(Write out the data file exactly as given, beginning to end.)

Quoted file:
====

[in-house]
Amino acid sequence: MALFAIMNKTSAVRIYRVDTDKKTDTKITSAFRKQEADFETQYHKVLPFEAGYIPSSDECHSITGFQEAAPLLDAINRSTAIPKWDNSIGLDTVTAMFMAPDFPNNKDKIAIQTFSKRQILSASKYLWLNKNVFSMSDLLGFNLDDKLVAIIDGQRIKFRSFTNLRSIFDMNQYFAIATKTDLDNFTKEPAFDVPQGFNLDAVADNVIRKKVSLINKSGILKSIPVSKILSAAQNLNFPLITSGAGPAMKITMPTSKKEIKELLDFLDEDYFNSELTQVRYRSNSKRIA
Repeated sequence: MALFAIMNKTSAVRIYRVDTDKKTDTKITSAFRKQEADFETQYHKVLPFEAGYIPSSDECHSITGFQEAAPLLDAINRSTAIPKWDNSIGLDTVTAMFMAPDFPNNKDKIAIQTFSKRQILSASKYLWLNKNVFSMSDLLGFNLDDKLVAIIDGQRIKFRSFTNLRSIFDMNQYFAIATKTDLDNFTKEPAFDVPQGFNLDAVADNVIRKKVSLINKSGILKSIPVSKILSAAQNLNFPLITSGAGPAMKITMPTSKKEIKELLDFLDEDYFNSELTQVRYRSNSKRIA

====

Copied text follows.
[in-house]
Amino acid sequence: MALFAIMNKTSAVRIYRVDTDKKTDTKITSAFRKQEADFETQYHKVLPFEAGYIPSSDECHSITGFQEAAPLLDAINRSTAIPKWDNSIGLDTVTAMFMAPDFPNNKDKIAIQTFSKRQILSASKYLWLNKNVFSMSDLLGFNLDDKLVAIIDGQRIKFRSFTNLRSIFDMNQYFAIATKTDLDNFTKEPAFDVPQGFNLDAVADNVIRKKVSLINKSGILKSIPVSKILSAAQNLNFPLITSGAGPAMKITMPTSKKEIKELLDFLDEDYFNSELTQVRYRSNSKRIA
Repeated sequence: MALFAIMNKTSAVRIYRVDTDKKTDTKITSAFRKQEADFETQYHKVLPFEAGYIPSSDECHSITGFQEAAPLLDAINRSTAIPKWDNSIGLDTVTAMFMAPDFPNNKDKIAIQTFSKRQILSASKYLWLNKNVFSMSDLLGFNLDDKLVAIIDGQRIKFRSFTNLRSIFDMNQYFAIATKTDLDNFTKEPAFDVPQGFNLDAVADNVIRKKVSLINKSGILKSIPVSKILSAAQNLNFPLITSGAGPAMKITMPTSKKEIKELLDFLDEDYFNSELTQVRYRSNSKRIA